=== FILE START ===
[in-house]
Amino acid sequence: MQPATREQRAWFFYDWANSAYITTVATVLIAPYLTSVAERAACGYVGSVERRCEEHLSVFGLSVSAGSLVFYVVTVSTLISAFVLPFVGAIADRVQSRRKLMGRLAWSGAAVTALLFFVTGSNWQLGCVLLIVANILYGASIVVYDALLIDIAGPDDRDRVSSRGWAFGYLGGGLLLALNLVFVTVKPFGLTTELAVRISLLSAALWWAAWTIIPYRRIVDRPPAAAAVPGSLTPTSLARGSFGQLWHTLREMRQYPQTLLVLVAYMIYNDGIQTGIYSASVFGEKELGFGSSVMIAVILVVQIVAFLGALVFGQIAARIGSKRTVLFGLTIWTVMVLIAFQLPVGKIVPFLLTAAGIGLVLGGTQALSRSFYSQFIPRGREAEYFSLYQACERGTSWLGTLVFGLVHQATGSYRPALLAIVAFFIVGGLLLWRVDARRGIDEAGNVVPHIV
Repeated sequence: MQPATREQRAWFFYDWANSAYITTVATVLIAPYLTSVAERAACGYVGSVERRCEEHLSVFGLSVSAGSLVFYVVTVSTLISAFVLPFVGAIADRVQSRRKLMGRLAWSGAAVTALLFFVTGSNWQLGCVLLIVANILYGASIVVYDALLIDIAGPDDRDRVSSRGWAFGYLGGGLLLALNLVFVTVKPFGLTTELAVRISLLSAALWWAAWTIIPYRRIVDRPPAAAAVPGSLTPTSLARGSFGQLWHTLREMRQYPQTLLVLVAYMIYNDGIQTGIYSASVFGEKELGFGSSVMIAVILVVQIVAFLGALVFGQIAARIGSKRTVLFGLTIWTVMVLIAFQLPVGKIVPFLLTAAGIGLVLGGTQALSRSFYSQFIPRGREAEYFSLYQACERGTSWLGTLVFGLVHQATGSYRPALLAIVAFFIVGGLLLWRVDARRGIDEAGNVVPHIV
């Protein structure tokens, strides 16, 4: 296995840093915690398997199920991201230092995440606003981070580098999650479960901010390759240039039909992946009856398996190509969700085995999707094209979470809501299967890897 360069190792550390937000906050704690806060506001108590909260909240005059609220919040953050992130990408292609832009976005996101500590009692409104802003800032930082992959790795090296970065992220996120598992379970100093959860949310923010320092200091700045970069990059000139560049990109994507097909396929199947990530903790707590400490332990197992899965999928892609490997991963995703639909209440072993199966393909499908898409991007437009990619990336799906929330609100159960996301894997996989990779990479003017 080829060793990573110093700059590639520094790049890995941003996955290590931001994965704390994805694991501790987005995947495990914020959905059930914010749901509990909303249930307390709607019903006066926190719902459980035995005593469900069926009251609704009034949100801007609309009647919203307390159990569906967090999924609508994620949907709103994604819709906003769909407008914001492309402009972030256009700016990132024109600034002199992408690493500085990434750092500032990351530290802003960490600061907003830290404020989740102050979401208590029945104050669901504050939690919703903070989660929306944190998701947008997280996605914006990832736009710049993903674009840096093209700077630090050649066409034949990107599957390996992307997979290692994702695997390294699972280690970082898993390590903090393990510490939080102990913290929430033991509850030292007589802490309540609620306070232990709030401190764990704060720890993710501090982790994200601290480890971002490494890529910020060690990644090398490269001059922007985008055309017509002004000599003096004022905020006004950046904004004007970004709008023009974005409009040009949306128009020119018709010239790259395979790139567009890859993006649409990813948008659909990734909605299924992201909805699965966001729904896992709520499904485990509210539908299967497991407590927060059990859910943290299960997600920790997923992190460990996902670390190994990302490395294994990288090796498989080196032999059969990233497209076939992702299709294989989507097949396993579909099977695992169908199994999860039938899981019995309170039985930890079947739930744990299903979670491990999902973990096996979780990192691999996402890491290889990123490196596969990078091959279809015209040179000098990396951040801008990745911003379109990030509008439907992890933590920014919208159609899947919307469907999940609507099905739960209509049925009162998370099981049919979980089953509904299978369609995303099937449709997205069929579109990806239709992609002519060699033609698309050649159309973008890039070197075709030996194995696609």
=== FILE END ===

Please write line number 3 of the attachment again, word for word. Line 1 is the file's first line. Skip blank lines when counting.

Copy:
Repeated sequence: MQPATREQRAWFFYDWANSAYITTVATVLIAPYLTSVAERAACGYVGSVERRCEEHLSVFGLSVSAGSLVFYVVTVSTLISAFVLPFVGAIADRVQSRRKLMGRLAWSGAAVTALLFFVTGSNWQLGCVLLIVANILYGASIVVYDALLIDIAGPDDRDRVSSRGWAFGYLGGGLLLALNLVFVTVKPFGLTTELAVRISLLSAALWWAAWTIIPYRRIVDRPPAAAAVPGSLTPTSLARGSFGQLWHTLREMRQYPQTLLVLVAYMIYNDGIQTGIYSASVFGEKELGFGSSVMIAVILVVQIVAFLGALVFGQIAARIGSKRTVLFGLTIWTVMVLIAFQLPVGKIVPFLLTAAGIGLVLGGTQALSRSFYSQFIPRGREAEYFSLYQACERGTSWLGTLVFGLVHQATGSYRPALLAIVAFFIVGGLLLWRVDARRGIDEAGNVVPHIV